Over the past few decades there’s a growing movement away from funerals that involve embalming, expensive caskets, and concrete burial vaults and toward a simpler and more natural send-off. And this so-called “green burial” movement is where forests come in. Turns out a lot of people would like their final resting place to be a forest, or at the edge of one. With a nice view. Of mountains, maybe. Or rolling hills, or a lake.
According to the Green Burial Council, each year we bury 4.3 million gallons of embalming fluid (of which 827,000 gallons is poisonous formaldehyde); 64,500 tons of steel; 20 million board feet of hardwood lumber in the form of caskets; and 1.6 million tons of concrete in the form of burial vaults.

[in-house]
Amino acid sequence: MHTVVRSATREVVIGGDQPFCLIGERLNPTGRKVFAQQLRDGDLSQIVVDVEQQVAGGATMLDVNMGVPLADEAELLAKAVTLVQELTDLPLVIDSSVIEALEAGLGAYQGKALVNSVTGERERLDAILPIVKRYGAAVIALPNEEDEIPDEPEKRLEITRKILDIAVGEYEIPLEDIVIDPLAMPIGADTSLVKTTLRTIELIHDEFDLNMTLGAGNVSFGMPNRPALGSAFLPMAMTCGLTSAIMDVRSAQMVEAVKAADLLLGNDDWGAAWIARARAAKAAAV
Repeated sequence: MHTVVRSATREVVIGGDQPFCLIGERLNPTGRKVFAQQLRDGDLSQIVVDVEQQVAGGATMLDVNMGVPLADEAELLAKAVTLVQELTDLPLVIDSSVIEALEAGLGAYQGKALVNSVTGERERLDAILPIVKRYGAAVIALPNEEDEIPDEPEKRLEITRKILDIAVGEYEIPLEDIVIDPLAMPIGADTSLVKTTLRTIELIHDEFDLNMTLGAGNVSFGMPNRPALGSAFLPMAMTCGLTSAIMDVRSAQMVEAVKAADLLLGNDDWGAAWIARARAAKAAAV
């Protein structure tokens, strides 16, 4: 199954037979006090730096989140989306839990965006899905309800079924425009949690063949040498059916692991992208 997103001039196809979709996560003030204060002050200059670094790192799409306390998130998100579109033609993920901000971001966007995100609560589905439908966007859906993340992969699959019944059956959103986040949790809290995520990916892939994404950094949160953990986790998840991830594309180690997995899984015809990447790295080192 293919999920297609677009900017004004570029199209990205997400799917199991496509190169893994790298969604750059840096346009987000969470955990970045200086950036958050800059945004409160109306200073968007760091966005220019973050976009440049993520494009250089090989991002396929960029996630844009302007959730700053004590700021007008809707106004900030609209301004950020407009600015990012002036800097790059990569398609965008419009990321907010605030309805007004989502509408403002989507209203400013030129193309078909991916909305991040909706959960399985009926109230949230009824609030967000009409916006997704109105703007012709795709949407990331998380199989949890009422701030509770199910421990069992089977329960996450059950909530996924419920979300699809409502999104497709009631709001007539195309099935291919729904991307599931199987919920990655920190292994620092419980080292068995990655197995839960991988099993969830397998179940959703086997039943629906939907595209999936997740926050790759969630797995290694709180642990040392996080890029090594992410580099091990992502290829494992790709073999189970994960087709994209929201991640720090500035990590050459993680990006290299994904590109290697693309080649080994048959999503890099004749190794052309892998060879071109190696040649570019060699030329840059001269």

By contrast, a green burial ground limits interment to what’s biodegradable, said Lakin: the body, a shroud of natural materials or a cardboard or pine coffin. No embalming, no vaults, no metal-lined caskets. Conservation burial also has these requirements, but takes place in a much larger, natural area (at least ten acres of protected land) thus serving as both a cemetery and a conservation strategy.
— Forests for Maine’s Future